Introducing Sports-Related Skills
by Rae Pica
Sports are a very big deal these days. We’ve come to equate sports with success, which is why many parents are enrolling their little ones in sports programs so soon after the diapers come off! It’s also why many parents are anxious to have their little ones practice such sports-related skills as throwing and catching. But these skills – called manipulative skills because they involve the manipulation of an object – are especially challenging for young children, precisely because there’s an object involved. So they really should be introduced after children are comfortable with the basic locomotor (walking, running, jumping, etc.) and nonlocomotor (bending, stretching, twisting, etc.) skills. In other words, the ability to manipulate an object should be secondary to the ability of the body to manipulate itself through space!
Don’t get me wrong; it’s not my contention that you shouldn’t roll a ball or play catch with your child until she’s achieved total mastery of the locomotor and nonlocomotor skills. Ball rolling is a great eye-hand-coordination, cause-and-effect activity that you can even do with a baby. And what dad doesn’t want to go out and throw the ball with his son or daughter? What I want to emphasize is that the manipulative skills are too often the sole focus of a child’s movement experiences. And even then the child usually isn’t taught how to perform them correctly; he’s just expected to perform them!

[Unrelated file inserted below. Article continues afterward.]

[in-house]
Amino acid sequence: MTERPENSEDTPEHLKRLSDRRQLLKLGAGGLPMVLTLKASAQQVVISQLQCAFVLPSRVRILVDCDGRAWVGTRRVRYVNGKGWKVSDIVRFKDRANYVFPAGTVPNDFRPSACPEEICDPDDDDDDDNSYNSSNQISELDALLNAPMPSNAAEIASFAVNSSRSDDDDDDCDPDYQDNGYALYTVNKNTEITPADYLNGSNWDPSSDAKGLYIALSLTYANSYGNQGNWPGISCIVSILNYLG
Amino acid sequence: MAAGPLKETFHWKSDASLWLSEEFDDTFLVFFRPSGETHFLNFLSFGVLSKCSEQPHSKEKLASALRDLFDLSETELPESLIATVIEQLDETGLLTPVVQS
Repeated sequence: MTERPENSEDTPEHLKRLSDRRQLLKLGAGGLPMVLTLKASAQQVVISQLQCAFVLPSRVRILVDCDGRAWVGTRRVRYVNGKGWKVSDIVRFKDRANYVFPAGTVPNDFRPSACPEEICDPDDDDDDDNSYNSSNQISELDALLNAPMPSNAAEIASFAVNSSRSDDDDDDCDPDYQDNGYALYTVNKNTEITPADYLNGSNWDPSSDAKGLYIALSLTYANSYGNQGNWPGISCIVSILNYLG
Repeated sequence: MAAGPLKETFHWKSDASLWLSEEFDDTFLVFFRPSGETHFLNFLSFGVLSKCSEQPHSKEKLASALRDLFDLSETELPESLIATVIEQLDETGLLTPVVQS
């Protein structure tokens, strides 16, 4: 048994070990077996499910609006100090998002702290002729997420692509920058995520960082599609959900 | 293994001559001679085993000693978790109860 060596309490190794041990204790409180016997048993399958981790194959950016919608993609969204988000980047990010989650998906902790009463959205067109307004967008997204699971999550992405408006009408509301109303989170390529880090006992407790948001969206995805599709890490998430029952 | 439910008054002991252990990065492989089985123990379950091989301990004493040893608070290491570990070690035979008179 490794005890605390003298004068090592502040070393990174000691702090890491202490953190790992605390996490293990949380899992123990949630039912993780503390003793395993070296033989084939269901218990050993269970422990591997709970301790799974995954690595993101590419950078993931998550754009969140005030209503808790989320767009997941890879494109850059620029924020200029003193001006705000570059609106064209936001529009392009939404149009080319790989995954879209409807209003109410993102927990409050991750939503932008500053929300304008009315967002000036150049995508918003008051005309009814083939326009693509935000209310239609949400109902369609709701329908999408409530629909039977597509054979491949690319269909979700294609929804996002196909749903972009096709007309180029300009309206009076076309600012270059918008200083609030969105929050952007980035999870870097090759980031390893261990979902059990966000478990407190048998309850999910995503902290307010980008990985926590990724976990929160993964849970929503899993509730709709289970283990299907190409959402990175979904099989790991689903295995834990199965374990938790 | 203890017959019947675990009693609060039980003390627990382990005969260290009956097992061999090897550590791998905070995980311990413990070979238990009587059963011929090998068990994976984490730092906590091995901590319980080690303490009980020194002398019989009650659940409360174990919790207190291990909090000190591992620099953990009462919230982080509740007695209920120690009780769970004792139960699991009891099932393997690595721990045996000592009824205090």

Stories like that of Tiger Woods, who started playing golf at age three and went on to become the world’s greatest golfer, have led some people to the fervent conviction that a child who doesn’t get the same early start will never have a chance. Nobody, it seems, stops to consider that perhaps Tiger was a rare exception. And there are certainly millions of stories – all of them unheard – of children who started before they were ready and quit out of frustration. Don’t let one of those stories be your child’s! There is no scientific evidence that getting an early start leads to improved sports performance. There is, however, research showing that children who learn skills when they’re developmentally ready learn them more easily!